For severe or ongoing flare-ups of sciatic nerve pain, the condition may need to be treated so that it does not get worse over time.
- For most, readily available nonsurgical remedies and regular exercise will go a long way to relieving their pain.
- For others, when the pain is severe or does not get better on its own, a more structured treatment approach, and possibly surgery, may offer the best approach to finding pain relief and preventing or minimizing future pain and/or dysfunction.
Non-Surgical Treatment for Sciatica
Non-surgical sciatica treatments encompass a broad range of options, with the goal of relieving pain caused by compressed nerve roots. One or some combination of the treatments below are usually recommended in conjunction with specific sciatica exercises.
For acute sciatic pain, heat and/or ice packs are readily available and can help alleviate the leg pain, especially in the initial phase. Usually ice or heat is applied for approximately 20 minutes, and repeated every two hours. Most people use ice first, but some people find more relief with heat. The two may be alternated.
- See also Heat Therapy Cold Therapy
Over-the-counter or prescription medications may also be helpful in relieving sciatica. Non-steroidal anti-inflammatory drugs (such as ibuprofen, naproxen, or COX-2 inhibitors), or oral steroids can reduce the inflammation that is usually a contributing factor in causing sciatica pain.
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Epidural Steroid Injections for Sciatica
If the pain is severe, an epidural steroid injection can be performed to reduce the inflammation. An epidural injection is different from oral medications because it injects steroids directly to the painful area around the sciatic nerve to help decrease the inflammation that may be causing the pain. While the effects tend to be temporary (providing pain relief for as little as one week up to a year), and it does not work for everyone, an epidural steroid injection can be effective in providing relief from an acute episode of sciatic pain. Importantly, it can provide sufficient relief to allow a patient to progress with a conditioning and exercise program.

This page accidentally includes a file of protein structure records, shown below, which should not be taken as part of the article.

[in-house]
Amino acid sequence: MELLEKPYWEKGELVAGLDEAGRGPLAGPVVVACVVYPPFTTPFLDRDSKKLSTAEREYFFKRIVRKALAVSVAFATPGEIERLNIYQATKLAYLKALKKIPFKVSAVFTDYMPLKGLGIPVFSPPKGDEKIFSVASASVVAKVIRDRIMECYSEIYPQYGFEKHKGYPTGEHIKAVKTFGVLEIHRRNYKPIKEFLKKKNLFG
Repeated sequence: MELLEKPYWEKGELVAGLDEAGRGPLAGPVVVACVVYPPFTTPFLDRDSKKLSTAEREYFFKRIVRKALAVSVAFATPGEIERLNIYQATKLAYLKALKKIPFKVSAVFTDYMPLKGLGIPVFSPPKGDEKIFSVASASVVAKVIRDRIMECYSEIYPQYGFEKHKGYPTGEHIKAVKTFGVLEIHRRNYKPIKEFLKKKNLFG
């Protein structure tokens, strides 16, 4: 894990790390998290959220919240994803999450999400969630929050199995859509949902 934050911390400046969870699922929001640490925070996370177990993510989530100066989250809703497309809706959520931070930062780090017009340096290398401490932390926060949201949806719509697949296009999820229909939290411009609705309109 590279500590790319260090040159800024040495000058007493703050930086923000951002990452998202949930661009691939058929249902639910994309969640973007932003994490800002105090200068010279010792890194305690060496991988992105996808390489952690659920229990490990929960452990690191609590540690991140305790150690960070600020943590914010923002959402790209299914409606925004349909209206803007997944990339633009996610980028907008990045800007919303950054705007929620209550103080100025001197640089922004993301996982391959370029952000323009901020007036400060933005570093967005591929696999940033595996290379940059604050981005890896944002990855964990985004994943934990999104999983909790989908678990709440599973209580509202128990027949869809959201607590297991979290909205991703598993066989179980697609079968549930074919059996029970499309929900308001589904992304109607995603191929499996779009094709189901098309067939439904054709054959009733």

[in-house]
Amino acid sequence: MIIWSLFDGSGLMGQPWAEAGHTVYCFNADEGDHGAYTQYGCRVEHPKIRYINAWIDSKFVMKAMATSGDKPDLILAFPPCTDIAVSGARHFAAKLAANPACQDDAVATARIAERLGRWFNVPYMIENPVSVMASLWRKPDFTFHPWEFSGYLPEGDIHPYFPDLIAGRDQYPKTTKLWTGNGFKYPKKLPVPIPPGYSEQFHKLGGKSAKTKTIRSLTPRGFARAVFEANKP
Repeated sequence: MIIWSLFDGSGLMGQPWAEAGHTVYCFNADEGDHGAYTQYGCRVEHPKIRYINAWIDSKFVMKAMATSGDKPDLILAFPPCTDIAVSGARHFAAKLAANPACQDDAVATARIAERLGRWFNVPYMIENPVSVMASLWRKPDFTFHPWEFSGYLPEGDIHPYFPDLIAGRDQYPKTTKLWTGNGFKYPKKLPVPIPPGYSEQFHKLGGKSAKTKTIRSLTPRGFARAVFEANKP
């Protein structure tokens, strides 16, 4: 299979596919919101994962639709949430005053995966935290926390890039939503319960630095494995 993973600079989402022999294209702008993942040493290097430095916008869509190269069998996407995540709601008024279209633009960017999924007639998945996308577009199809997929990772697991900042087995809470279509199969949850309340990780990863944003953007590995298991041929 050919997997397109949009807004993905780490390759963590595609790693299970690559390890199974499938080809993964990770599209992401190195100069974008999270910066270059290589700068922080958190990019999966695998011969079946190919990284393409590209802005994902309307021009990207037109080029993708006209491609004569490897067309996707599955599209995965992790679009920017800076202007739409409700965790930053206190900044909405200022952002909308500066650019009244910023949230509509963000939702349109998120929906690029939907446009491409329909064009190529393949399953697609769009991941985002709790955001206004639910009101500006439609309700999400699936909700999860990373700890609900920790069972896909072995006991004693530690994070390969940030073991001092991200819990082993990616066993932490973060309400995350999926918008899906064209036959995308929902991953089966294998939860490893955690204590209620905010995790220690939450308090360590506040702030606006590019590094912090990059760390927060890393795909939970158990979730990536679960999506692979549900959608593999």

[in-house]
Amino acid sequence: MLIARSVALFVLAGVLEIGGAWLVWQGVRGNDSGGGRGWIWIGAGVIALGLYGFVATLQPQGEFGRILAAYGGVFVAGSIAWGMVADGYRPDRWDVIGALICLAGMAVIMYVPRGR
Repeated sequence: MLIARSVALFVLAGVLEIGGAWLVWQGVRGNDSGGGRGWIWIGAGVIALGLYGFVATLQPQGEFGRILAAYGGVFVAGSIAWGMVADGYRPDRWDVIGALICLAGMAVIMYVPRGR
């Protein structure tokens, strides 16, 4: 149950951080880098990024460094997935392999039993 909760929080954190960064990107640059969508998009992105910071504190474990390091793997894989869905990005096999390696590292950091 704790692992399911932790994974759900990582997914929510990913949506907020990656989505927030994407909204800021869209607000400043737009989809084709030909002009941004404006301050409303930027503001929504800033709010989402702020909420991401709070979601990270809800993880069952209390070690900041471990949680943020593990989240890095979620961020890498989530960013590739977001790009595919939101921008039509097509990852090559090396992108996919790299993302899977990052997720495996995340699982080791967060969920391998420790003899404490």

- See also Lumbar Epidural Steroid Injections for Low Back Pain and Sciatica and Epidural Steroid Injection Video
Alternative Sciatica Treatment
In addition to standard medical treatments, several alternative treatments have also been shown to provide effective sciatica pain relief for many patients. Three of the more common forms of alternative care for sciatica include chiropractic manipulation, acupuncture, and massage therapy.
- See also Massage Therapy for Lower Back Pain
Spinal adjustments and manual manipulation performed by appropriately trained health professionals (such as chiropractors, osteopathic physicians, physical therapists) are focused on providing better spinal column alignment, which in turn should help to address a number of underlying conditions that can cause sciatic nerve pain. Manual manipulation done to address the right indications by appropriately trained health professionals can create a better healing environment and should not be painful.
The practice is centered on the philosophy of achieving or maintaining well being through the open flow of energy via specific pathways in the body. Hair-thin needles (that are usually not felt) are inserted into the skin near the area of pain. Acupuncture has been approved by the U.S. FDA as a treatment for back pain, and the National Institutes of Health has recognized acupuncture as effective in relieving back pain, including sciatica.
Certain forms of massage therapy have been shown to have a number of benefits for back pain, including increased blood circulation, muscle relaxation, and release of endorphins (the body’s natural pain relievers).
For most people, the good news is that sciatica usually will get better on its own, and the healing process for most will only take a few days or weeks. Overall, the vast majority of episodes of sciatica pain heal within a six to twelve week time span. Following initial pain relief, a program of sciatica physical therapy and exercise should usually be pursued in order to alleviate pain and prevent or minimize any ongoing sciatic pain.
There are a number of types of non-surgical spine care professionals who specialize in treating sciatica symptoms, including chiropractors, physiatrists (physical medicine and rehabilitation specialists), pain medicine specialists, and physical therapists, all of whom have specialized training to provide pain relief and to help prevent future recurrences of sciatica. It is always advisable to have a qualified medical professional oversee any type of sciatica treatment.